Tuesday, March 20, 2007

Severe dieting makes you drunk!

PEOPLE on very low-calorie diets could be accused of drink driving, even if they have not had a drop. The rare phenomenon is documented in the latest issue of the International Journal of Obesity. Researchers at Sweden's Karolinska University Hospital were approached by a 59-year old non-drinker after he registered positive for alcohol when blowing into an in-car ignition interlocking device that would not allow him to drive. As a glider pilot who supervised private aviation, the man had been surprised and upset about the positive result, which occurred while he was undergoing a weight loss program involving a very low calorie diet.

Researchers found the positive test to be the result of a chemical reaction that took place when fat was broken down at a fast rate. When this happened, ketone bodies (acetone, acetoacetate and beta-hydroxybutyrate) were produced, which could then be converted to a secondary alcohol known as isopropanol, said the lead researcher, Wayne Jones, who is also on Sweden's National Board of Forensic Medicine.

Edward Ogden, clinical forensic scientist and senior research fellow at Melbourne's Swinburne University, said it was possible that sober people could blow a false-positive test, however they would not be charged with drink-driving. Alcohol ignition interlock devices and roadside random breath testing units measure alcohol on the breath using fuel cells, which cannot distinguish between ethanol and isopropanol. "But with any random breath test, the police would then invite you to the booze bus for a second test using an evidential instrument which measures the presence of alcohol on the breath in three different ways, including the use of infra-red at two different wavelengths," Dr Ogden said. It was almost impossible that further testing would record a positive result, he said. "From the point of view of a police prosecution, it's a non-issue, but if you happened to have an interlocking device, it may pose a problem," he said.

The NSW Police Director of Clinical Forensic Medicine, Anthony Moynham, said the possibility of the alcohol interlock device giving a false positive reading "cannot be discounted". "This reported incident in one obese male subject in Sweden is interesting but not sufficient to change our thinking," he said.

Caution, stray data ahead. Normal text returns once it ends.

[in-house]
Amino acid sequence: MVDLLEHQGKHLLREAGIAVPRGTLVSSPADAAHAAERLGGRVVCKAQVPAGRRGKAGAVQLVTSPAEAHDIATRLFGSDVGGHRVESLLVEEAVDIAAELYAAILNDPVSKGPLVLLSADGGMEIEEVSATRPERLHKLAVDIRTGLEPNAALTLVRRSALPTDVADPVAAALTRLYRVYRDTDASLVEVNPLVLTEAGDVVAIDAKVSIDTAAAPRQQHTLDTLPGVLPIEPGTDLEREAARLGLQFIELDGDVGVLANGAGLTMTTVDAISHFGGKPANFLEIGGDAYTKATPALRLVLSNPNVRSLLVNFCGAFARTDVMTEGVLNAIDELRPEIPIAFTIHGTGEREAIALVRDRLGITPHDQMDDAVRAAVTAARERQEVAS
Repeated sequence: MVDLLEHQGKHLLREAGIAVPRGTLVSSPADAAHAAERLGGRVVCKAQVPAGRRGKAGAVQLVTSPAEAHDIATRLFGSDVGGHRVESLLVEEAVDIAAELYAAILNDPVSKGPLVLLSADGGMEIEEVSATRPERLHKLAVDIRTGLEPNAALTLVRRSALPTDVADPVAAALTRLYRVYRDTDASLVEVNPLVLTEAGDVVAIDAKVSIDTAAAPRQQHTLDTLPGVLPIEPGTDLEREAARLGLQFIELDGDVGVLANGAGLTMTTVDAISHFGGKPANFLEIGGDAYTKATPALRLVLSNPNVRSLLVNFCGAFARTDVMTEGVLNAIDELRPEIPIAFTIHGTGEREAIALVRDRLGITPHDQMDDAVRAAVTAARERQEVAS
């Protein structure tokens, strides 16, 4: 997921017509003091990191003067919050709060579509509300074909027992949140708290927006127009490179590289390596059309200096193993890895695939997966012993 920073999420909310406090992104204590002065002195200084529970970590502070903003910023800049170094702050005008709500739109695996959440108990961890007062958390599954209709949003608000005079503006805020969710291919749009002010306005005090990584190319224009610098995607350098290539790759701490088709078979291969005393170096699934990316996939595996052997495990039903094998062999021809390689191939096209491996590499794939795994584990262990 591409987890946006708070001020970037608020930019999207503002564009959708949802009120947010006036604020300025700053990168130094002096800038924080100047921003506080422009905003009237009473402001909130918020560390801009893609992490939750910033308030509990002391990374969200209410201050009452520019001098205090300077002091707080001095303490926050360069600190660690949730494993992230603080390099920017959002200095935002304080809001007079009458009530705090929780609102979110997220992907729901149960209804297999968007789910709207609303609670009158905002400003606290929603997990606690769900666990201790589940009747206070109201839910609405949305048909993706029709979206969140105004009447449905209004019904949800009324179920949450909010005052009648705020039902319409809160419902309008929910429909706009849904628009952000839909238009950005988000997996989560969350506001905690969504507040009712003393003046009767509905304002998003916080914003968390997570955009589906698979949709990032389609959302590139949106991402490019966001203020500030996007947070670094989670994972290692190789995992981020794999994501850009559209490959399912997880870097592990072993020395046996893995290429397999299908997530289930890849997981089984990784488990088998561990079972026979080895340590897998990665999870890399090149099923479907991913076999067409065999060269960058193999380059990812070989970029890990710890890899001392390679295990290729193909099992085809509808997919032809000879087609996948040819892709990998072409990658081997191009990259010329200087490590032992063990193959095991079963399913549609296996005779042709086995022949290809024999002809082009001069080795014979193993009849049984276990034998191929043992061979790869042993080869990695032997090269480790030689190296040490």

Cannabis: An apology from "The Independent"

In 1997, this newspaper launched a campaign to decriminalise the drug. If only we had known then what we can reveal today... Record numbers of teenagers are requiring drug treatment as a result of smoking skunk, the highly potent cannabis strain that is 25 times stronger than resin sold a decade ago.

More than 22,000 people were treated last year for cannabis addiction - and almost half of those affected were under 18. With doctors and drugs experts warning that skunk can be as damaging as cocaine and heroin, leading to mental health problems and psychosis for thousands of teenagers, The Independent on Sunday has today reversed its landmark campaign for cannabis use to be decriminalised.

A decade after this newspaper's stance culminated in a 16,000-strong pro-cannabis march to London's Hyde Park - and was credited with forcing the Government to downgrade the legal status of cannabis to class C - an IoS editorial states that there is growing proof that skunk causes mental illness and psychosis. The decision comes as statistics from the NHS National Treatment Agency show that the number of young people in treatment almost doubled from about 5,000 in 2005 to 9,600 in 2006, and that 13,000 adults also needed treatment.

The skunk smoked by the majority of young Britons bears no relation to traditional cannabis resin - with a 25-fold increase in the amount of the main psychoactive ingredient, tetrahydrocannabidinol (THC), typically found in the early 1990s. New research being published in this week's Lancet will show how cannabis is more dangerous than LSD and ecstasy. Experts analysed 20 substances for addictiveness, social harm and physical damage. The results will increase the pressure on the Government to have a full debate on drugs, and a new independent UK drug policy commission being launched next month will call for a rethink on the issue.